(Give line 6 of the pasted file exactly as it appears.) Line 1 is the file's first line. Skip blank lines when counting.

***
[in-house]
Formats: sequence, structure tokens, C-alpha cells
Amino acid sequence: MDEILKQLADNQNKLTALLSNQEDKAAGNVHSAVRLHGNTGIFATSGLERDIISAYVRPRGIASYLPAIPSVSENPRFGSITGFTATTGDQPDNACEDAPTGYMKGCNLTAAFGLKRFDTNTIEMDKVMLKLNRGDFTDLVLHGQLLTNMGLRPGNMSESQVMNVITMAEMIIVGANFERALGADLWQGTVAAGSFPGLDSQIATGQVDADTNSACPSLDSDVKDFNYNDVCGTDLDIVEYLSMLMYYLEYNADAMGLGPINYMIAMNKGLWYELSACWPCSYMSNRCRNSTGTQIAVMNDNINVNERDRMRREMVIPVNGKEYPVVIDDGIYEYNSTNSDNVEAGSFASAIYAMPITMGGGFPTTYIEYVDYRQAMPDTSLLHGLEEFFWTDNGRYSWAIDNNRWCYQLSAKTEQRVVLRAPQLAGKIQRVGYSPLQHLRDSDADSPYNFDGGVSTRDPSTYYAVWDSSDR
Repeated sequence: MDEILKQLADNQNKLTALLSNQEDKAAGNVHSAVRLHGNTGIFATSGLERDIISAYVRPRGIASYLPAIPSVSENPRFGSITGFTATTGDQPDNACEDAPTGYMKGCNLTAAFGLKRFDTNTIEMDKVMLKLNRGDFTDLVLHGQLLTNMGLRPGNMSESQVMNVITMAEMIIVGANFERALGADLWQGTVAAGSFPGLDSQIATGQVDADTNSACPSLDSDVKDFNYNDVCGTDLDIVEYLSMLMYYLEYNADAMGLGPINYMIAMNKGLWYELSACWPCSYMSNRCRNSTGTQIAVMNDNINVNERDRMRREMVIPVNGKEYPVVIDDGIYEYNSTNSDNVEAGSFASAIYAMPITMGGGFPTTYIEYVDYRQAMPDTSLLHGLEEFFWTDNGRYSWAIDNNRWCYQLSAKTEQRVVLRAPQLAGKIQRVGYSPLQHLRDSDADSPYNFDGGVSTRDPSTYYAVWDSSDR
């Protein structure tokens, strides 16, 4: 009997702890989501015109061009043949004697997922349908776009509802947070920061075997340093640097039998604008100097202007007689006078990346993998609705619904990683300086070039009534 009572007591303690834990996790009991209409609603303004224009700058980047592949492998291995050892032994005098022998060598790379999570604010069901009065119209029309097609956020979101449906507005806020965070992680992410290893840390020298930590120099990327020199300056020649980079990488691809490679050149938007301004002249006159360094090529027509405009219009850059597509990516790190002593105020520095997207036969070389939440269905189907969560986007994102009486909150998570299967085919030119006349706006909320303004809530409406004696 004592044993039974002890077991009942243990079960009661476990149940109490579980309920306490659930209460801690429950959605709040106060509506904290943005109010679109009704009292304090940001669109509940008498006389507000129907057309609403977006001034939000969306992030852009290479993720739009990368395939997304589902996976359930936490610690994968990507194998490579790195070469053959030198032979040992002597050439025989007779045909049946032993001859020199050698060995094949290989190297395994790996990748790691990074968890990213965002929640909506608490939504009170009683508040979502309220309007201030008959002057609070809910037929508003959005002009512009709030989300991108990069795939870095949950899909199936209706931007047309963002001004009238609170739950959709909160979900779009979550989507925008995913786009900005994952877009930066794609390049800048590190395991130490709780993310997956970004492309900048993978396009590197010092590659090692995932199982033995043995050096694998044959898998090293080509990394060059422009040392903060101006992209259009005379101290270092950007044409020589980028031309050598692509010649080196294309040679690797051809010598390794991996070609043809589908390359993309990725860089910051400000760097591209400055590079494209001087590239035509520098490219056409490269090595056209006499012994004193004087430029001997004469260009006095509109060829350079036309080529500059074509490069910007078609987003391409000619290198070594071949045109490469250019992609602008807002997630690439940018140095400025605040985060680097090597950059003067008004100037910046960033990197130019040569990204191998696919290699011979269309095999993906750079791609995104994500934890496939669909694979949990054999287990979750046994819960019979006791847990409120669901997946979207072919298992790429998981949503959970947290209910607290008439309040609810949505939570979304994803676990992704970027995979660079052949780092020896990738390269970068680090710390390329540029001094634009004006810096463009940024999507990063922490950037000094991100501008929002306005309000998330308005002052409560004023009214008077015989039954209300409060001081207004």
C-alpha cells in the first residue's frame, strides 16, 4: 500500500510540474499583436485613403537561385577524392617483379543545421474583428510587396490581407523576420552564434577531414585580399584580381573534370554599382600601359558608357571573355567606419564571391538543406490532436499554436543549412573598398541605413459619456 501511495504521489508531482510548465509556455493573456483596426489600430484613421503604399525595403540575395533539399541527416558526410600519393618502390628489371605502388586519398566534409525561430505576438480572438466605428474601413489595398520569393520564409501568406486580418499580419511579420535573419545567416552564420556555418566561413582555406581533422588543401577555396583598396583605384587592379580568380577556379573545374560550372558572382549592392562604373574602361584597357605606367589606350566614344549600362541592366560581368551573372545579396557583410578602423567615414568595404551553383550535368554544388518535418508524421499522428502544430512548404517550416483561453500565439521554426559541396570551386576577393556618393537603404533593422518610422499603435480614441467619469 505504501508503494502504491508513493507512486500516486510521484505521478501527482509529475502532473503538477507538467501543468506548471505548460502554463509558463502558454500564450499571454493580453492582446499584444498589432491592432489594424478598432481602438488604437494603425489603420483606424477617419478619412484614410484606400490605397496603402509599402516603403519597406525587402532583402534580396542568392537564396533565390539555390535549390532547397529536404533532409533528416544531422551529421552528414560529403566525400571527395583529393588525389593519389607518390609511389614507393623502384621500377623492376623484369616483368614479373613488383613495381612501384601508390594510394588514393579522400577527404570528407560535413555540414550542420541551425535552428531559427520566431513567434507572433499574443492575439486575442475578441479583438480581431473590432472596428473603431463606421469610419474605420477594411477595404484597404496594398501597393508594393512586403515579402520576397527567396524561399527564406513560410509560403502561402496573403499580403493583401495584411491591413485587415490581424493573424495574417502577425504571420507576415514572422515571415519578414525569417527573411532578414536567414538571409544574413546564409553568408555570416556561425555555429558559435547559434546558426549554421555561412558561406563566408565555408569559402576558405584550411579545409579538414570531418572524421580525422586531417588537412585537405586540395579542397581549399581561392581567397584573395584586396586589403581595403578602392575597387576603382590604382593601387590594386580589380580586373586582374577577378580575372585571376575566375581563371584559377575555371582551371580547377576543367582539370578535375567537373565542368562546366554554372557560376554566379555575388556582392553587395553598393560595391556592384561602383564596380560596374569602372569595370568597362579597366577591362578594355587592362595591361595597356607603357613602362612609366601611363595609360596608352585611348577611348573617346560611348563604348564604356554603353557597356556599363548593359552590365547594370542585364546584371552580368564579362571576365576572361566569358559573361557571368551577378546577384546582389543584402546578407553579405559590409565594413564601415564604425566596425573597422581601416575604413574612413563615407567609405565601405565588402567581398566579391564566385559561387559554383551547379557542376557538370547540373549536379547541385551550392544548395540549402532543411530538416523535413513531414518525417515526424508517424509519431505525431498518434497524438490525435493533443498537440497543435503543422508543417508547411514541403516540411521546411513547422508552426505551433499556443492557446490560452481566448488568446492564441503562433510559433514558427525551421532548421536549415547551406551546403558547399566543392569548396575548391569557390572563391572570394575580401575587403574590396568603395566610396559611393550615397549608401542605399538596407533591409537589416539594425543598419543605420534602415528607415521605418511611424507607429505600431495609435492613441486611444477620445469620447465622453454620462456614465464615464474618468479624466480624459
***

C-alpha cells in the first residue's frame, strides 16, 4: 500500500510540474499583436485613403537561385577524392617483379543545421474583428510587396490581407523576420552564434577531414585580399584580381573534370554599382600601359558608357571573355567606419564571391538543406490532436499554436543549412573598398541605413459619456 501511495504521489508531482510548465509556455493573456483596426489600430484613421503604399525595403540575395533539399541527416558526410600519393618502390628489371605502388586519398566534409525561430505576438480572438466605428474601413489595398520569393520564409501568406486580418499580419511579420535573419545567416552564420556555418566561413582555406581533422588543401577555396583598396583605384587592379580568380577556379573545374560550372558572382549592392562604373574602361584597357605606367589606350566614344549600362541592366560581368551573372545579396557583410578602423567615414568595404551553383550535368554544388518535418508524421499522428502544430512548404517550416483561453500565439521554426559541396570551386576577393556618393537603404533593422518610422499603435480614441467619469 505504501508503494502504491508513493507512486500516486510521484505521478501527482509529475502532473503538477507538467501543468506548471505548460502554463509558463502558454500564450499571454493580453492582446499584444498589432491592432489594424478598432481602438488604437494603425489603420483606424477617419478619412484614410484606400490605397496603402509599402516603403519597406525587402532583402534580396542568392537564396533565390539555390535549390532547397529536404533532409533528416544531422551529421552528414560529403566525400571527395583529393588525389593519389607518390609511389614507393623502384621500377623492376623484369616483368614479373613488383613495381612501384601508390594510394588514393579522400577527404570528407560535413555540414550542420541551425535552428531559427520566431513567434507572433499574443492575439486575442475578441479583438480581431473590432472596428473603431463606421469610419474605420477594411477595404484597404496594398501597393508594393512586403515579402520576397527567396524561399527564406513560410509560403502561402496573403499580403493583401495584411491591413485587415490581424493573424495574417502577425504571420507576415514572422515571415519578414525569417527573411532578414536567414538571409544574413546564409553568408555570416556561425555555429558559435547559434546558426549554421555561412558561406563566408565555408569559402576558405584550411579545409579538414570531418572524421580525422586531417588537412585537405586540395579542397581549399581561392581567397584573395584586396586589403581595403578602392575597387576603382590604382593601387590594386580589380580586373586582374577577378580575372585571376575566375581563371584559377575555371582551371580547377576543367582539370578535375567537373565542368562546366554554372557560376554566379555575388556582392553587395553598393560595391556592384561602383564596380560596374569602372569595370568597362579597366577591362578594355587592362595591361595597356607603357613602362612609366601611363595609360596608352585611348577611348573617346560611348563604348564604356554603353557597356556599363548593359552590365547594370542585364546584371552580368564579362571576365576572361566569358559573361557571368551577378546577384546582389543584402546578407553579405559590409565594413564601415564604425566596425573597422581601416575604413574612413563615407567609405565601405565588402567581398566579391564566385559561387559554383551547379557542376557538370547540373549536379547541385551550392544548395540549402532543411530538416523535413513531414518525417515526424508517424509519431505525431498518434497524438490525435493533443498537440497543435503543422508543417508547411514541403516540411521546411513547422508552426505551433499556443492557446490560452481566448488568446492564441503562433510559433514558427525551421532548421536549415547551406551546403558547399566543392569548396575548391569557390572563391572570394575580401575587403574590396568603395566610396559611393550615397549608401542605399538596407533591409537589416539594425543598419543605420534602415528607415521605418511611424507607429505600431495609435492613441486611444477620445469620447465622453454620462456614465464615464474618468479624466480624459